Fickle Sydney diners force Manu Fieldel to move to Melbourne

Kim Arlington
Difficult: L'etoile in Paddington before it closed down.
Difficult: L'etoile in Paddington before it closed down. Photo: Quentin Jones

How fickle are Sydney diners? Acclaimed French chef Manu Feildel has complained that they show no loyalty and ''fly like birds'' whenever a new restaurant appears on the scene.

The My Kitchen Rules judge has flown south himself, opening Le Grand Cirque in Melbourne after closing his Paddington fine diner, L'etoile.

''I just find Sydney quite difficult in the last few years,'' he said. ''They've become really, really … what's the word? … fickle. There doesn't seem to be loyalty from the customers. As soon as there's a restaurant opening, they fly like birds and never come back to the nest."

But renowned chef Mark Best, of Surry Hills' Marque and the Pei Modern bistro in Melbourne, said it was a cliche to denounce Sydney diners as fickle.

''It's a throwaway line for the underwhelming. I don't think there are any good restaurants that died through lack of customers; good restaurants have good customers.''

The chief restaurant critic at The Sydney Morning Herald, Terry Durack, said Melbourne diners seemed more loyal, ''slower to adopt new things, and slower to change loyalties once established''.

Chef Manu Feildel.
Chef Manu Feildel. Photo: Louie Douvis

''In Melbourne, it's about supporting your old favourites and going back for your favourite dishes,'' he said. ''In Sydney, there is a real hunger for the new, a need to be the most up-to-date of all your mates. I'm not sure whether it's a childlike attraction to the superficial and the shiny and new, or a genuine fear of missing out and wanting to be on top of all the wonderful things the world has to offer. Probably both.''

Durack said there was less understanding in Sydney of the joy - and perks - of being a regular, ''establishing a relationship that benefits diner and restaurateur in equal measure''.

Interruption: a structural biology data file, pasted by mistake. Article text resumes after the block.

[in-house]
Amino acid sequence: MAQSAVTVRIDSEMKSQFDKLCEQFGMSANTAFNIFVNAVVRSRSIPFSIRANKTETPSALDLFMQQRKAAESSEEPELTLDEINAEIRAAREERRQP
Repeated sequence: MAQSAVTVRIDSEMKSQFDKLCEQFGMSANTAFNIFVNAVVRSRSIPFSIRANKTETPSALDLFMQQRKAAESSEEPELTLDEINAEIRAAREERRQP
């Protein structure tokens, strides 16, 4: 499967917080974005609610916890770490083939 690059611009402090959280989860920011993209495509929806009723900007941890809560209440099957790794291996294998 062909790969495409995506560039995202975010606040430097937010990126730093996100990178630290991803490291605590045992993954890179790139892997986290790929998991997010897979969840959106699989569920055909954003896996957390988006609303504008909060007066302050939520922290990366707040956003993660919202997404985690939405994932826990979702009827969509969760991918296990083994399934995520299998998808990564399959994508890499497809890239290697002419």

''Economically, too, being an 'habitue' makes sense,'' he said. ''We get better value from our restaurants if we see the money we spend in them as an investment instead of an extravagance. As an investment, you want to maximise your return, right? The best way of doing that is to return yourself. Melbourne seems to get that.''


Restaurateur Erez Gordon, who has 25 years' experience in Melbourne and London, said Sydney diners were wary rather than fickle.

''For a long time they've paid very expensive prices for dining and in many cases not particularly received good value,'' said Mr Gordon, co-owner of Bishop Sessa in Surry Hills.

''When the GFC came, I think they stopped taking risks and started waiting for assurances. They're not going to [try a restaurant] until somebody says it's worth it.''

In Melbourne, it's about supporting your old favourites.

Successful venues value their customers, Mr Gordon said. ''I think too many restaurants, particularly at the top end of the market, are about what they do, not who they do it for,'' he said. ''If you speak to the things in people that make them human - if you make them feel warm, feel welcome, feel appreciated - then whether you're in Melbourne or Sydney or Kathmandu, you're going to win a loyal and loving clientele.''

Mark Best said the formula to keep customers loyal has never changed. ''What the so-called fickle diners of Sydney don't reward are restaurants where you get poor food, underwhelming concepts and poor service. The diners will reward [a restaurant with] return visits if they have good service, good food and good ambience.''

Mr Gordon said Sydney diners were spoilt for choice, but had been for 20 years. ''The beauty about loving a restaurant is you're allowed to love more than one,'' he said.

with David Dale